Would an iPad Mini Take a Bite Out of Apple?
Both The Wall Street Journal and Bloomberg report that Apple is readying a smaller version of its popular iPad. Some have questioned whether an iPad Mini would confuse consumers or perhaps "tarnish the brand" . Former Apple CEO Steve Jobs, for example, was against the 7-inch tablet form-factor, calling it "dead on arrival."
On a 2010 earnings call, Jobs said, "One naturally thinks that a 7-inch screen would offer 70% of the benefits of a 10-inch screen. Unfortunately, this is far from the truth. ... The reason we
Consumers, however, have proven there is a market for 7-inch tablets, although the iPad continues to dominate the tablet space, with 68% of the market, according to IDC.
Topeka Capital Markets analyst Brian White believes that an "iPad Mini" would expand Apple's reach to price sensitive customers, and notes that some customers would enjoy the convenience of a smaller, lighter tablet. White also believes that the education market would be "well suited" for a smaller iPad.
"Ultimately, we view the potential addition of the"iPad Mini" as a long-term positive for Apple's iPad franchise and necessary to keep competitors from trying to control the lower price point segment of the market," White wrote in his research note. The analyst rates Apple shares "buy" with a $1,111 price target.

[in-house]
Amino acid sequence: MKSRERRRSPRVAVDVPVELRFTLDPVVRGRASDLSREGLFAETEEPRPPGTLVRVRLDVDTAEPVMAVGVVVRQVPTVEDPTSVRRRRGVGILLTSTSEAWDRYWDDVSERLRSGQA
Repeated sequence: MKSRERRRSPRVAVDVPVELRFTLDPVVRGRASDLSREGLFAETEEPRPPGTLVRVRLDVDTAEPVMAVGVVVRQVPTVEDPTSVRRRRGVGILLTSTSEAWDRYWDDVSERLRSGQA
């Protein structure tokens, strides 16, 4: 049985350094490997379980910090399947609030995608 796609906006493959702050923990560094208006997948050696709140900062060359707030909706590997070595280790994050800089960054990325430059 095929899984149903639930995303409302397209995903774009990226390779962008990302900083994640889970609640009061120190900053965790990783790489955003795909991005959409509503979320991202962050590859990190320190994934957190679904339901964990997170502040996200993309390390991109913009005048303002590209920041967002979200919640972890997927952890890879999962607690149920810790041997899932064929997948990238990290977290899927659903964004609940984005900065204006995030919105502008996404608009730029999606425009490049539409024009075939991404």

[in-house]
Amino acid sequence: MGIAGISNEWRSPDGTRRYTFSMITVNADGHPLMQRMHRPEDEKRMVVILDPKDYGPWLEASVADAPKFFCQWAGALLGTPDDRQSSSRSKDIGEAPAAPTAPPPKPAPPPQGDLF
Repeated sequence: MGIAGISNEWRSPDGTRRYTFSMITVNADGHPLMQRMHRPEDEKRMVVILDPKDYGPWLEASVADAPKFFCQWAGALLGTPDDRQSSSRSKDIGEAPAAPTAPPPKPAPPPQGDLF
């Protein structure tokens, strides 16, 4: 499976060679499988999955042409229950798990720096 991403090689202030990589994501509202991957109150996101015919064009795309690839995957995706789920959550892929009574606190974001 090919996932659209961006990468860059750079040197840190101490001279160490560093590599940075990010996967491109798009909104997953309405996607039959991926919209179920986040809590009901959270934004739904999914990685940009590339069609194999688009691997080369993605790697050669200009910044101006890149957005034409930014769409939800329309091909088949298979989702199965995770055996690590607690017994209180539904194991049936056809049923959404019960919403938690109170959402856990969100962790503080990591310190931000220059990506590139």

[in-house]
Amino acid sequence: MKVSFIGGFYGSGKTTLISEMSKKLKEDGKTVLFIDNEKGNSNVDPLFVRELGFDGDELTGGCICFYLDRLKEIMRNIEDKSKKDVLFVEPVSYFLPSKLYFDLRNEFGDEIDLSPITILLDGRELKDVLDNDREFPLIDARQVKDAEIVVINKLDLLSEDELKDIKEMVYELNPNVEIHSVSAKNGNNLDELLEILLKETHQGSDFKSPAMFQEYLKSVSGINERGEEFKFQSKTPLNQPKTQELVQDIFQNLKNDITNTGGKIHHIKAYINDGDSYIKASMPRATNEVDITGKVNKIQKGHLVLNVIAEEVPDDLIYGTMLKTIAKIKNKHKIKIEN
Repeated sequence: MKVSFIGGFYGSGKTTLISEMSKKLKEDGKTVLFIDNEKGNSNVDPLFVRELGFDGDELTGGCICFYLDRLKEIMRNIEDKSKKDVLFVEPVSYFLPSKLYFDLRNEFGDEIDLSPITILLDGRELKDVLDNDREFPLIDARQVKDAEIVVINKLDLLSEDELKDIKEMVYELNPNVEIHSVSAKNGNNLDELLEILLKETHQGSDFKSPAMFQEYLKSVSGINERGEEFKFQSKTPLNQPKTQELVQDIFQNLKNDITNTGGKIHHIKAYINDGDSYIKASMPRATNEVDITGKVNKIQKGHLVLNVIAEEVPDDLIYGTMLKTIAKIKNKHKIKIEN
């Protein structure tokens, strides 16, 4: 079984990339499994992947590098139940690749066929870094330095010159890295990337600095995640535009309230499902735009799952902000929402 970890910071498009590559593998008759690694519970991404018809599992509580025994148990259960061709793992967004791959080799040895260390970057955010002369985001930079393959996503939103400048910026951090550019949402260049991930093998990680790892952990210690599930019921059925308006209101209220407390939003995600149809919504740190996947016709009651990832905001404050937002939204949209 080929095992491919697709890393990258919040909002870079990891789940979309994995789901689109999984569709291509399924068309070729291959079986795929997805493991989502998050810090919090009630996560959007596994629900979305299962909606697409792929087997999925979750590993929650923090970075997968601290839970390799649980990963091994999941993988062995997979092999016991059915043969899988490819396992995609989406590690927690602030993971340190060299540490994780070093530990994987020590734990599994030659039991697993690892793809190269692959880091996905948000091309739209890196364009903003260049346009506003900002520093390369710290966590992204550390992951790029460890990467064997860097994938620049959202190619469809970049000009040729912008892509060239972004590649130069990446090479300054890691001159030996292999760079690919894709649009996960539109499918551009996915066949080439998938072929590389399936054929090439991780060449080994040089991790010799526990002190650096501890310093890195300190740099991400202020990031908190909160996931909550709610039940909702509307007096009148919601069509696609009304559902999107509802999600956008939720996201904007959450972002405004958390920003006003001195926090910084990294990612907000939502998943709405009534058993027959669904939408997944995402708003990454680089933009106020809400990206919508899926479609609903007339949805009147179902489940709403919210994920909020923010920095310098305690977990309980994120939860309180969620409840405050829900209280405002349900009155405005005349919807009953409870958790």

There's still plenty of skepticism from consumers on an iPad Mini. Twitter user rigso tweeted that he wouldn't buy one, but others might. "I know people who can't afford regular iPad and most likely would. Think mini iPad will be a winner," he wrote. Locallylove, MillarAllan, BostonSportsBum and TxbetaZesty all tweeted they wouldn't buy an iPad Mini.
There's always the issue of self cannibalization, though. Apple has experienced this before, with iPad sales cutting into Mac sales, but never with the same form-factor. White estimates the iPad Mini could cannibalize iPad sales by 10% to 20%, but noted the "the market opportunity could eventually be larger for the 'iPad Mini' given the growth trends in developing countries.
If Apple does indeed come out with an "iPad Mini," this would be a clear sign Apple is deviating from the culture and DNA it had under Jobs, despite CEO Tim Cook saying otherwise. Some shareholders, though, may take some convincing about a scaled-down iPad.